Braidwood's police department to host its first night out event
by Tonya Michalec
Staff writer

If you are looking for a great way to capture some completely free family fun, then make sure to add Braidwood Police Department's first National Night Out event to your list of summer activities.

A National Night Out is a community-police awareness-raising event, held all over the United States on the first Tuesday of August. The countrywide event has been held annually since 1984 and is sponsored by the National Association of Town Watch in the United States and also in Canada.

The event is meant to increase awareness about police programs such as drug prevention, town watch, neighborhood watch, and other anti-crime efforts, with some of the departments including fun themes and activities within the teachings to appeal to all ages who attend.

That is precisely the direction the group of Braidwood community volunteers took when they planned the lengthy list of attractions and fun activities that are combined with the original vision and purpose of the gathering.

The small planning group consists of Braidwood's Chief of Police Rich Girot, Mayor Bill Rulien, police department clerk Tari Atherton, purchasing manager Mary Beth Pressley, J&C Travel consultant and Chamber of Commerce President Angie Hutton and Braidwood Healthy Area Community Coalition member Pam Dell'Aquilla.

"National Night Out is supposed to be about getting all the neighbors out and being like a big block party of fun, while also entertaining the concepts of awareness in the community," explained Atherton.

The outdoor extravaganza will be held on Tuesday, Aug. 6, from 6 to 9 p.m. at the Braidwood police station, which is attached to the city hall at 141 W. Main St. The event will flow out of the building's parking lot, into the open parking lot next to it and continue down the adjacent side streets of South Center and Kane streets.

The entire night and all of the activities will be put on by area volunteers and by students collecting National Honor Society community service hours.

Rock climbing, bean bag toss competitions and hula hoop challenges, organized by Kristie McPherson of Essex, are just a few of the family fun games scheduled to be offered at the event.

There will also be an abundance of kid-targeted activities, like face painting by Katie Atherton of Mazon, and Anthony's Balloons, from Grayslake, IL. The artist can creatively form anything from an octopus to a mask of popeye, and everything in between, out of balloons.

Also, there will be a bouncy house, karaoke, sno-cones, chalk art and a story time reading presented by Fossil Ridge Public Library's children's librarian, Mallory Caise.


"I'm excited to get the community together like this and for the kids to meet the members of our police department," Pressley said.

Keeping the purpose of the event in mind, the group has multiple awareness demonstrations and a simulated intoxication experience.

For the intoxication simulation, participants, who must be licensed drivers, will be given vision impaired goggles to wear while they operate a motorized vehicle, which consists of a golf cart on loan to the department from Beaver Creek Golf Carts. Participants try to drive the golf cart through a small designated obstacle course in the parking area behind the city hall building. There are four different sets of glasses to use, each one having different levels of over the legal limit of vision impairment.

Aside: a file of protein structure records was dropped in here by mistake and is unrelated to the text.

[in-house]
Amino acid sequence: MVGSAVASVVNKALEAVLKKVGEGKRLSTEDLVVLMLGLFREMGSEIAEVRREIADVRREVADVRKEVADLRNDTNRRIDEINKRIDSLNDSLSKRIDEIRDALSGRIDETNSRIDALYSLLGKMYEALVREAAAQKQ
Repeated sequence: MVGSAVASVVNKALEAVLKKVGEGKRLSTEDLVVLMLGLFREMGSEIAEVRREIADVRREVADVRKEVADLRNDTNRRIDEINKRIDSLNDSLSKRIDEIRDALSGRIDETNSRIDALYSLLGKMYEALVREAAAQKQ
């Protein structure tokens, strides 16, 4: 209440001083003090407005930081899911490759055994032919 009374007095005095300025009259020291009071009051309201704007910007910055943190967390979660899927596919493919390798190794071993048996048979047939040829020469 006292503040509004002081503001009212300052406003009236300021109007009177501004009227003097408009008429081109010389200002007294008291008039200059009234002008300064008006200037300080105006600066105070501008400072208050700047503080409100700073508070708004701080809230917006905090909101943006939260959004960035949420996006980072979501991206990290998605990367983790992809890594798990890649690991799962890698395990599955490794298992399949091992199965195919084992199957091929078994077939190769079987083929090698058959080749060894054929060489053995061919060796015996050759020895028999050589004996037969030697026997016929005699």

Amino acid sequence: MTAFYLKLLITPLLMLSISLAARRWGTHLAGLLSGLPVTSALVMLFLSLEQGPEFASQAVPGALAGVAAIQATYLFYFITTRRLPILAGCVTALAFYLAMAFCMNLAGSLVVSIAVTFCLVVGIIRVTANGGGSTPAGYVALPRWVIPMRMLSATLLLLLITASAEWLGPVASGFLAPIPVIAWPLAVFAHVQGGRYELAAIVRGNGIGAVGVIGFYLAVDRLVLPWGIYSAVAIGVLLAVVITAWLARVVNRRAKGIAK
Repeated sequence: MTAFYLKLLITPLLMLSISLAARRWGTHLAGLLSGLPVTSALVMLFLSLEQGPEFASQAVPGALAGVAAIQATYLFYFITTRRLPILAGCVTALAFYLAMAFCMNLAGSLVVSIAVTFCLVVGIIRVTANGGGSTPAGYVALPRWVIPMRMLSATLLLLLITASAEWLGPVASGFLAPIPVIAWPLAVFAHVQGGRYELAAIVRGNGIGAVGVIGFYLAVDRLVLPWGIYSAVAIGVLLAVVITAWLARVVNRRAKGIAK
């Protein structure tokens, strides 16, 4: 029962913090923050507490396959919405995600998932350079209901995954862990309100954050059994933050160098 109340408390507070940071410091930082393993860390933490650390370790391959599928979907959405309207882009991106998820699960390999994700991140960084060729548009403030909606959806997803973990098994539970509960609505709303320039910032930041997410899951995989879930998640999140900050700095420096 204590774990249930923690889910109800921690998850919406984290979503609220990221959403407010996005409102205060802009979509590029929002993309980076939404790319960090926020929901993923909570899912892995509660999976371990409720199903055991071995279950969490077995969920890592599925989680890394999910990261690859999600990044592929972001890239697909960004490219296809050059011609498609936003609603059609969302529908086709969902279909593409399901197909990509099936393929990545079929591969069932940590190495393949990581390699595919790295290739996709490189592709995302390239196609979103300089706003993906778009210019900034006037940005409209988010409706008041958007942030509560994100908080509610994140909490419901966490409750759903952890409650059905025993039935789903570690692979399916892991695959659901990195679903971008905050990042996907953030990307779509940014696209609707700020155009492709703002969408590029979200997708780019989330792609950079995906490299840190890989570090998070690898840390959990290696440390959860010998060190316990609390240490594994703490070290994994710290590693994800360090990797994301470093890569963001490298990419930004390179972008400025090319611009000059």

The event will also include a K-9 demonstration, performed by Steve Hunter who is a current K9 officer for the department.

"Officer Hunter will hide a small amount of drugs, so that the public can see in action, how the dog will immediately seek them out and retrieve them for him," explained Atherton.

Some city hall employees will be there too, volunteering to hand out emergency memo magnet boards, "Be A Buddy Not A Bully" bracelets, and drug safety pamphlets to the crowd.

Neighborhood Watch sign up sheets and child identification fingerprinting will also be provided.

Don't worry about dinner that night, because the free family fun event also includes free food and beverages to all who attend.

"I would like to thank Berkot's for donating all of the food, J&C Travel for donating all of the drinks and thanks to Bobby Jones, of Joneseez Barbecue, for coming out to do all of the cooking at the upcoming National Night Out," Pressley said.

With attractions like the Mayor Bill Rulien's stint in the dunk tank and an over abundance of free family food and fun, Braidwood's National Night Out event is shaping up to become a major must-attend annual community event.

"Everything there will be free, no one has to pay for anything, but if anyone would like to donate, all of the donations collected will go straight to Braidwood's Food Pantry and to Braidwood's Coalition," Chief Girot said.

To find out more information about this event, or to volunteer your help, contact Mary Beth Pressley at 815-458-2333 or Tari Atherton at 815-458-2342.



7/16/2013 10:19:00 PM
Coalition announces new website and resource directory